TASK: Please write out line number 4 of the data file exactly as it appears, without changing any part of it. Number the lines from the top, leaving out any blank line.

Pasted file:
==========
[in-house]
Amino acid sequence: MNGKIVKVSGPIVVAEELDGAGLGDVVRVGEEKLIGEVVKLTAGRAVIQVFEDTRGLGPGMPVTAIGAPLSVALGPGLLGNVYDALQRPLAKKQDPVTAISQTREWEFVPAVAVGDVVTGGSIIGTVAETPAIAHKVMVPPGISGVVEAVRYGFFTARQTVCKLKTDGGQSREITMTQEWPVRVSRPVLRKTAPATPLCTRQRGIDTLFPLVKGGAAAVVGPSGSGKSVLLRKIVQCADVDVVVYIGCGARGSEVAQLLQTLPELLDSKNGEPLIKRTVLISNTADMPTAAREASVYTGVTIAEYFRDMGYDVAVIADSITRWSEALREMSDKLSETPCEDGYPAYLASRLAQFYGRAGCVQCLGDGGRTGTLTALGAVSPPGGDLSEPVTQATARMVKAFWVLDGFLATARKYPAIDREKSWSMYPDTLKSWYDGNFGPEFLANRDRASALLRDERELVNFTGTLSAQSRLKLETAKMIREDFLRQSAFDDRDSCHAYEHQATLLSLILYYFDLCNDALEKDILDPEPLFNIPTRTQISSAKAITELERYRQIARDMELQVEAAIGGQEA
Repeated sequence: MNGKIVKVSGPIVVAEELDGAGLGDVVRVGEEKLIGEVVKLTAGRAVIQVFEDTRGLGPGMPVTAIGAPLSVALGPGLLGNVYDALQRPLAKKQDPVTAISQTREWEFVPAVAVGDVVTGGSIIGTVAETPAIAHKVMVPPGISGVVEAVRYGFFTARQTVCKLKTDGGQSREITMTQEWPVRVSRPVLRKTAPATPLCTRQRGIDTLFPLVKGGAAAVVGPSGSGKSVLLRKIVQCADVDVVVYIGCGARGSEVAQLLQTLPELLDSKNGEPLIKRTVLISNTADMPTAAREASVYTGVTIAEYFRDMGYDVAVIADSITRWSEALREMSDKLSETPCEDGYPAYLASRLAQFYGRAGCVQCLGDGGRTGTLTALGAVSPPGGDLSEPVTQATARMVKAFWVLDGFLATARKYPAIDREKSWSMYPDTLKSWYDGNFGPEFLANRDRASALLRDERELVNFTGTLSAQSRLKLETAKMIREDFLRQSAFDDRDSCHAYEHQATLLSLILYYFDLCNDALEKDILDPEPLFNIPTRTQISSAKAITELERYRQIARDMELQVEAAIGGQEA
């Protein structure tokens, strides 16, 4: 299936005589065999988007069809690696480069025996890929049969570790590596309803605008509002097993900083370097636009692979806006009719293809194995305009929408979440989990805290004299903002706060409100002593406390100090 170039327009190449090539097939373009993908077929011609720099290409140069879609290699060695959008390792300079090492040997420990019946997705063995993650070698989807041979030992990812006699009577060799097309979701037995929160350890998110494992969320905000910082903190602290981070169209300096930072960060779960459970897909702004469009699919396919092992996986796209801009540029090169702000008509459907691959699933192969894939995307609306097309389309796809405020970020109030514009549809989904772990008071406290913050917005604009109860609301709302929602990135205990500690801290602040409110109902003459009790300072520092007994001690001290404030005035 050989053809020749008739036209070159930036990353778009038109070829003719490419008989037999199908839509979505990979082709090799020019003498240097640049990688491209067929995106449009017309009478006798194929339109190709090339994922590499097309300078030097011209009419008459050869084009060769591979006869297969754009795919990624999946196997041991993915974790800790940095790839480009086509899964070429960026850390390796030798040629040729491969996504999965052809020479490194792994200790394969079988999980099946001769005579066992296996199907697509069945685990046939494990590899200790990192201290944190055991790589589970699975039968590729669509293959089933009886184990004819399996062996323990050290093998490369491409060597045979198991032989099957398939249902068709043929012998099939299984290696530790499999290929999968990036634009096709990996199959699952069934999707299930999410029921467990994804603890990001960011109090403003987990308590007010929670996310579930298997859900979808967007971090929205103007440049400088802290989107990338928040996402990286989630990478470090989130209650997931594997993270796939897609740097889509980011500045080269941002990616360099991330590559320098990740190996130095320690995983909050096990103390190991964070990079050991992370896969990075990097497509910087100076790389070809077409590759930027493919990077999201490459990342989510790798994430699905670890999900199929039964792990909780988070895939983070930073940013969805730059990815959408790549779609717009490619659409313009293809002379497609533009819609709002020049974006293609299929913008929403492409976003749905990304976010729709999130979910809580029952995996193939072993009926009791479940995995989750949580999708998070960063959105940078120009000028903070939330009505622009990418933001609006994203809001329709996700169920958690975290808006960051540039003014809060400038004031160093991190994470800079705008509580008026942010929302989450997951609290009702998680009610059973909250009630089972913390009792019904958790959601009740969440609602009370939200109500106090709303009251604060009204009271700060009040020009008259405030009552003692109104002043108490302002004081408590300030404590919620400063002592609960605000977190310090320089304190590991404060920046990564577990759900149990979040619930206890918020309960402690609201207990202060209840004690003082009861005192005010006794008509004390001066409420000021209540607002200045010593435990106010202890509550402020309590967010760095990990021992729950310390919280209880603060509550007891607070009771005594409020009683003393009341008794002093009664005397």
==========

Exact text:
């Protein structure tokens, strides 16, 4: 299936005589065999988007069809690696480069025996890929049969570790590596309803605008509002097993900083370097636009692979806006009719293809194995305009929408979440989990805290004299903002706060409100002593406390100090 170039327009190449090539097939373009993908077929011609720099290409140069879609290699060695959008390792300079090492040997420990019946997705063995993650070698989807041979030992990812006699009577060799097309979701037995929160350890998110494992969320905000910082903190602290981070169209300096930072960060779960459970897909702004469009699919396919092992996986796209801009540029090169702000008509459907691959699933192969894939995307609306097309389309796809405020970020109030514009549809989904772990008071406290913050917005604009109860609301709302929602990135205990500690801290602040409110109902003459009790300072520092007994001690001290404030005035 050989053809020749008739036209070159930036990353778009038109070829003719490419008989037999199908839509979505990979082709090799020019003498240097640049990688491209067929995106449009017309009478006798194929339109190709090339994922590499097309300078030097011209009419008459050869084009060769591979006869297969754009795919990624999946196997041991993915974790800790940095790839480009086509899964070429960026850390390796030798040629040729491969996504999965052809020479490194792994200790394969079988999980099946001769005579066992296996199907697509069945685990046939494990590899200790990192201290944190055991790589589970699975039968590729669509293959089933009886184990004819399996062996323990050290093998490369491409060597045979198991032989099957398939249902068709043929012998099939299984290696530790499999290929999968990036634009096709990996199959699952069934999707299930999410029921467990994804603890990001960011109090403003987990308590007010929670996310579930298997859900979808967007971090929205103007440049400088802290989107990338928040996402990286989630990478470090989130209650997931594997993270796939897609740097889509980011500045080269941002990616360099991330590559320098990740190996130095320690995983909050096990103390190991964070990079050991992370896969990075990097497509910087100076790389070809077409590759930027493919990077999201490459990342989510790798994430699905670890999900199929039964792990909780988070895939983070930073940013969805730059990815959408790549779609717009490619659409313009293809002379497609533009819609709002020049974006293609299929913008929403492409976003749905990304976010729709999130979910809580029952995996193939072993009926009791479940995995989750949580999708998070960063959105940078120009000028903070939330009505622009990418933001609006994203809001329709996700169920958690975290808006960051540039003014809060400038004031160093991190994470800079705008509580008026942010929302989450997951609290009702998680009610059973909250009630089972913390009792019904958790959601009740969440609602009370939200109500106090709303009251604060009204009271700060009040020009008259405030009552003692109104002043108490302002004081408590300030404590919620400063002592609960605000977190310090320089304190590991404060920046990564577990759900149990979040619930206890918020309960402690609201207990202060209840004690003082009861005192005010006794008509004390001066409420000021209540607002200045010593435990106010202890509550402020309590967010760095990990021992729950310390919280209880603060509550007891607070009771005594409020009683003393009341008794002093009664005397």